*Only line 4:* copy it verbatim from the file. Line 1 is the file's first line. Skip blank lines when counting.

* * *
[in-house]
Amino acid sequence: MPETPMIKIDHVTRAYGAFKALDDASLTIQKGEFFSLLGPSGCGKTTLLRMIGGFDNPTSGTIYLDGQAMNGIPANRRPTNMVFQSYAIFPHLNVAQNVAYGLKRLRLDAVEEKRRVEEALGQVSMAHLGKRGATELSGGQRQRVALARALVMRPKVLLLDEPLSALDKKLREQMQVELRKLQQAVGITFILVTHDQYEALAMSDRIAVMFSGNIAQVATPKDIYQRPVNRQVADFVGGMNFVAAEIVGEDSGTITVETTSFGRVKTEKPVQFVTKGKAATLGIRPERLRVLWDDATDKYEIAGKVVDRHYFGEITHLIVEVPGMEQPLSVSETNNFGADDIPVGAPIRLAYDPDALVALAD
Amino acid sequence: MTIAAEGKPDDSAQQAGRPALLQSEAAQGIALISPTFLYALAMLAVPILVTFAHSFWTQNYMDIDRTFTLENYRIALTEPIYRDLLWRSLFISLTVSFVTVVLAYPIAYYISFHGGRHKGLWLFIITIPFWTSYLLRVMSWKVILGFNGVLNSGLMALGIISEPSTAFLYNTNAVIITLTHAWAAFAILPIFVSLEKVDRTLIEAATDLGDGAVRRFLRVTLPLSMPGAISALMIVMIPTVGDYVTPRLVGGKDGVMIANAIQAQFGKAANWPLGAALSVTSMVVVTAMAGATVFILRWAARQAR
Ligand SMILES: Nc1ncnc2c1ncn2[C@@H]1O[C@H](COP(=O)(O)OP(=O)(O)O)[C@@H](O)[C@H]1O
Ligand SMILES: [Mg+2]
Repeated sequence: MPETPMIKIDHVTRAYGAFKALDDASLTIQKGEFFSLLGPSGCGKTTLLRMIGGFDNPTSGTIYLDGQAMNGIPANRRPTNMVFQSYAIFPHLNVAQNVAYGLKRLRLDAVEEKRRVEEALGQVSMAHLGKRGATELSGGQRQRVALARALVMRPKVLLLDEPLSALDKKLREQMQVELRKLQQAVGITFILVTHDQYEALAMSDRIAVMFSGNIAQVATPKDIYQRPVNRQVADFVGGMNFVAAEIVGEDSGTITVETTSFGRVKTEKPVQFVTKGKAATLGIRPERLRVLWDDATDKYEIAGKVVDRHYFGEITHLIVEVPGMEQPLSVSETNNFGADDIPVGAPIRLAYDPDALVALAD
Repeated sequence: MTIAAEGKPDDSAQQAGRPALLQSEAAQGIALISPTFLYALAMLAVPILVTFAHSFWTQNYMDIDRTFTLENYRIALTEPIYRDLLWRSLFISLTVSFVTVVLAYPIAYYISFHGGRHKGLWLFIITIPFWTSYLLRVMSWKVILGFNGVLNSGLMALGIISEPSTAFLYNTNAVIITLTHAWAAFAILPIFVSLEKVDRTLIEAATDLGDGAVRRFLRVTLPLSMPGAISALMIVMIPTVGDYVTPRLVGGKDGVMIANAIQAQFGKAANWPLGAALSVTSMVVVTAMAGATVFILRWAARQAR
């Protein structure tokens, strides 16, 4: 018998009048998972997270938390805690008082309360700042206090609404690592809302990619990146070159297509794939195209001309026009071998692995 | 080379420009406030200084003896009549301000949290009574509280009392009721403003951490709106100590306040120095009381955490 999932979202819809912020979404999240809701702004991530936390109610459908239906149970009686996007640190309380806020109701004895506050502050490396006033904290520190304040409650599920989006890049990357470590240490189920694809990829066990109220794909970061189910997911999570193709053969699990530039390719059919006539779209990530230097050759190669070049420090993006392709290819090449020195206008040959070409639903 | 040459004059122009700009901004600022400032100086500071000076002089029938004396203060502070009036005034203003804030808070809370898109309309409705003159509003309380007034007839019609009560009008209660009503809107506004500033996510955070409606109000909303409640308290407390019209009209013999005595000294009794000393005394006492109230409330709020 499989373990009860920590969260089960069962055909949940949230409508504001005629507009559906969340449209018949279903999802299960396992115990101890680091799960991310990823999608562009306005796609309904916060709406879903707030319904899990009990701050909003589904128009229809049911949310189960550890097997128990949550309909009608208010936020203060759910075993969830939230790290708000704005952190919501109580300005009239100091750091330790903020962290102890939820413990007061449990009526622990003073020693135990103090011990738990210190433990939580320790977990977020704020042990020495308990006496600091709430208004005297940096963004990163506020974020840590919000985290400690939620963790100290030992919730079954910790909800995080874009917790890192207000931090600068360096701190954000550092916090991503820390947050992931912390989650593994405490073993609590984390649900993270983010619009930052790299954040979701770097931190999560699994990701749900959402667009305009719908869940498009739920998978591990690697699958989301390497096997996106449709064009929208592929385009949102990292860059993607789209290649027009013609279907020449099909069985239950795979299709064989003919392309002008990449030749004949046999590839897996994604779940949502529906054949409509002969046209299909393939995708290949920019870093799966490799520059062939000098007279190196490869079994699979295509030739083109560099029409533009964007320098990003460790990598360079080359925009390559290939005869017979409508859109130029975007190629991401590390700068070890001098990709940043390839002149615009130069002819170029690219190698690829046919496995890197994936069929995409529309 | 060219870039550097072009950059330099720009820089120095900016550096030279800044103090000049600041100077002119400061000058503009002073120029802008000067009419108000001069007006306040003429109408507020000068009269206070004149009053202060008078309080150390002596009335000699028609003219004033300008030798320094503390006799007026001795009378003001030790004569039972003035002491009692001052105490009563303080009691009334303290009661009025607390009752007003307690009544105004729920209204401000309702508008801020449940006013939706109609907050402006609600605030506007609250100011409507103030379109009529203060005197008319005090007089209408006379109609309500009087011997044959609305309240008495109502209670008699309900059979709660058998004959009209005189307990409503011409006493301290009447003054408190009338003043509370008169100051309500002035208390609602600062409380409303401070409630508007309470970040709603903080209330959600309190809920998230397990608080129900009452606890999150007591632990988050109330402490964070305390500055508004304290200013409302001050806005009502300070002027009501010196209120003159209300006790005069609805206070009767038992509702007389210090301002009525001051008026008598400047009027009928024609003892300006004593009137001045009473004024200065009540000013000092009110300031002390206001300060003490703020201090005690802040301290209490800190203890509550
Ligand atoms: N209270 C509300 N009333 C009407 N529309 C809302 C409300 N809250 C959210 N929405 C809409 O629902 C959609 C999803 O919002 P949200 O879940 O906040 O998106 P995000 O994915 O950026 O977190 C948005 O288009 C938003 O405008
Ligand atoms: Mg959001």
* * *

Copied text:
Ligand SMILES: Nc1ncnc2c1ncn2[C@@H]1O[C@H](COP(=O)(O)OP(=O)(O)O)[C@@H](O)[C@H]1O